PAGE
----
Our Paleo Family

Magical Bone Broth

Ok, so maybe it isn’t really magical, but if you read or listen to any health experts these days, paleo or otherwise, you will know that bone broth is pretty darn good for you. It’s a staple that should be in every freezer. I use it in tons of my recipes so I wanted to let you know how I make it. Besides simply needing it on hand for my recipes, here are a few other really good reasons to make your own broth:

  1. if you make your own, you know exactly what’s in it – and what isn’t
  2. you are spending good money on quality meat, so use every bit of it, including the bones, skin, even the gristle!
  3. it’s super easy
  4. when you get sick or someone in your family gets sick, you will be ready with some nutritious soup to nurse them back to health
  5. it really, truly is a super food, containing loads of minerals and amino acids which are known to improve joint health, soft tissues like hair and skin, and boost your immune system, just to name a few
  6. some folks say that because it has a positive effect on collagen production, it can even help reduce cellulite

Is that enough to convince you of the virtues of bone broth?

I almost always make chicken broth, simply because we eat a lot more chicken with bones than any other meat. Whole Foods sells grass-fed beef bones for about $6 per pound and I think that’s a little high for something they were just going to throw away. There are farmers that are giving them away, I just haven’t had time to reach out to one yet. We used to belong to a meat CSA and with each order they threw in a bag of bones. Most people don’t want them because they don’t know what to do with them.

You have a couple of options for procuring the bones you will use to make your broth: save them from the meat you cook, buy from your grocery or butcher, or find a local farmer and see what they have to offer.

I typically keep a bag of bones in my freezer. Sounds yucky, I know. It’s not really worth making a batch of broth with four chicken leg bones, so I save up every time we eat chicken or buy a rotisserie chicken. All the leftover bones and skin go into a zip top bag in the freezer until I have enough to make a batch of broth – usually about three pounds.

*Just a little side note: if you typically buy boneless and skinless chicken, try buying it with the bones and skin. It is $2-4 cheaper per pound and even more importantly, adds more flavor to your dishes, and you get those valuable bones!

It’s sort of a joke in my house that it always smells like chicken soup. Invariably, whenever I have people over, I have a pot of stock simmering on the stove. I think it’s a very comforting smell. It might smell a little bit like a grandma’s house. I happened to love my grandmas, so that’s a-okay with me.

I hope you’ll make some broth soon, especially if you’ve never done it before. You’ll be surprised how different it is from what you can buy in those cans or boxes. And how many delicious recipes you can make with it!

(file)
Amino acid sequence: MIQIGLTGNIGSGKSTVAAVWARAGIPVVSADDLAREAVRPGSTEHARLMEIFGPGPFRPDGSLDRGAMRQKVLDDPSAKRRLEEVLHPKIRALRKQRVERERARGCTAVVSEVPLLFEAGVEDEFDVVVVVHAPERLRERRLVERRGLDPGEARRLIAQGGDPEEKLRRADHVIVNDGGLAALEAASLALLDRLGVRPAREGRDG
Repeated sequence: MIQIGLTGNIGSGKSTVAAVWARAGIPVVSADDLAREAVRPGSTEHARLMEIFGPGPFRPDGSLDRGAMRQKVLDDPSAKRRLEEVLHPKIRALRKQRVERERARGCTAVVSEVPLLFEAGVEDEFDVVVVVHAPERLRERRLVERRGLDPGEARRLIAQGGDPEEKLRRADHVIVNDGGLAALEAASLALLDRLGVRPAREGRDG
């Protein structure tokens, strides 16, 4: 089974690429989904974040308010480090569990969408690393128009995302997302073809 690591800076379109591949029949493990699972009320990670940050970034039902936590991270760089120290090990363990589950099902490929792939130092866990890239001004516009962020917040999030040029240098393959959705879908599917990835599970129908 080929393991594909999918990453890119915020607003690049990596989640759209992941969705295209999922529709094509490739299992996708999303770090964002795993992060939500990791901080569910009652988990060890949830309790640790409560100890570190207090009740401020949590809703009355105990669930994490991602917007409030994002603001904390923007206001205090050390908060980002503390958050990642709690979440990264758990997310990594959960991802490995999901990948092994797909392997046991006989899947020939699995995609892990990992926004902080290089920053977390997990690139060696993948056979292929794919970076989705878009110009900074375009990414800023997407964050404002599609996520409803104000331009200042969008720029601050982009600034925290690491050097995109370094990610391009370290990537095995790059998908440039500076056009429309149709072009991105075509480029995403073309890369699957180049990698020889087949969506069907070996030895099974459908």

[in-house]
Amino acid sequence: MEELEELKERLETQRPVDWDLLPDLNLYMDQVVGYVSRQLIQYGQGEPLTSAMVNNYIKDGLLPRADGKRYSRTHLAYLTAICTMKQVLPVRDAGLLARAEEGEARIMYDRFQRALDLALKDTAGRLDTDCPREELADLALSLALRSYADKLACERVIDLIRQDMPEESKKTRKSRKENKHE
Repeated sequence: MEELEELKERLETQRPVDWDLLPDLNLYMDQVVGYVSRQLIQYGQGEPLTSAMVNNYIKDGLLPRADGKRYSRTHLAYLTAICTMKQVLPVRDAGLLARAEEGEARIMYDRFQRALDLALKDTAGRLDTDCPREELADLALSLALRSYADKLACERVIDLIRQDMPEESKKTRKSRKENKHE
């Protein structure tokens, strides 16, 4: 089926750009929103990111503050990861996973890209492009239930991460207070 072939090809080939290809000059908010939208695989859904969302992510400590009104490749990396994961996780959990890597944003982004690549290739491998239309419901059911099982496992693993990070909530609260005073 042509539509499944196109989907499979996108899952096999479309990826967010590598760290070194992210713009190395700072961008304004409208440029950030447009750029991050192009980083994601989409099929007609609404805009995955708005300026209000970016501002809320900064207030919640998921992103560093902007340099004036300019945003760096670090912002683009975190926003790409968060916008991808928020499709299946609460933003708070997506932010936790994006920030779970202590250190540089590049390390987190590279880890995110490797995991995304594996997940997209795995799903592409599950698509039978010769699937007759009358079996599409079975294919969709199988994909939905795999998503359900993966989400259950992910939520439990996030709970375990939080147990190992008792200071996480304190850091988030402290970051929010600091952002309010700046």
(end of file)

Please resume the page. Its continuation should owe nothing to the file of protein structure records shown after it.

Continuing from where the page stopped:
One more thing: if you’re still blessed with living grandmas, go see them or call them up and tell them you love them! Maybe take over a pot of soup.

Magical Bone Broth
Print Recipe
a nutrient powerhouse that is delicious and amazingly versatile
Servings Prep Time
about 4 quarts 5 minutes
Cook Time
36-48 hours
Servings Prep Time
about 4 quarts 5 minutes
Cook Time
36-48 hours
Magical Bone Broth
Print Recipe
a nutrient powerhouse that is delicious and amazingly versatile
Servings Prep Time
about 4 quarts 5 minutes
Cook Time
36-48 hours
Servings Prep Time
about 4 quarts 5 minutes
Cook Time
36-48 hours
Ingredients
Servings: quarts
Instructions
  1. Place bones, vegetables, salt and vinegar in large stockpot and add enough water to cover all of it. Place over high heat until it comes to a boil. Cover with a lid and reduce to low. Check to see that your stock is simmering, but not boiling.
  2. Leave at a simmer for 36-48 hours. Check every couple of hours to make sure there is still enough water. You want to keep your pot fairly full, about three inches from the top.
  3. Taste your stock and if it has a nice, rich flavor and is seasoned to your liking. Take your spoon and try to smash the bones. They should have become brittle during the cooking process. If they are still very hard, cook longer. The vinegar is what helps to break them down, releasing all those minerals.
  4. Once the broth is done, strain it through a fine, mesh strainer and store in freezer safe containers. I have heard of people freezing it in muffin trays or ice cube trays. I use quart containers because I almost always use that much each time. Think about how you might use the broth and store accordingly.
  5. Freeze that broth!
Recipe Notes

How are you going to use this broth? Anytime you might cook something in water, use broth instead. It adds nutrition and flavor. All my soups have a broth base. It makes a delicious chicken gravy (recipe coming soon). I am able to tolerate some white rice and I always cook my rice in broth. The possibilities are endless. Of course, you can drink it straight up. It's warm and comforting and I can't think of anything better for an upset stomach.

I'll be honest, sometimes I'm in a hurry or just feeling lazy and my broth consists of bones, water, salt and vinegar. I can't even be bothered to take the five minutes to chop the vegetables. And it's still delicious. It will be a little more pale in color, but the flavor and nutrition is still there.

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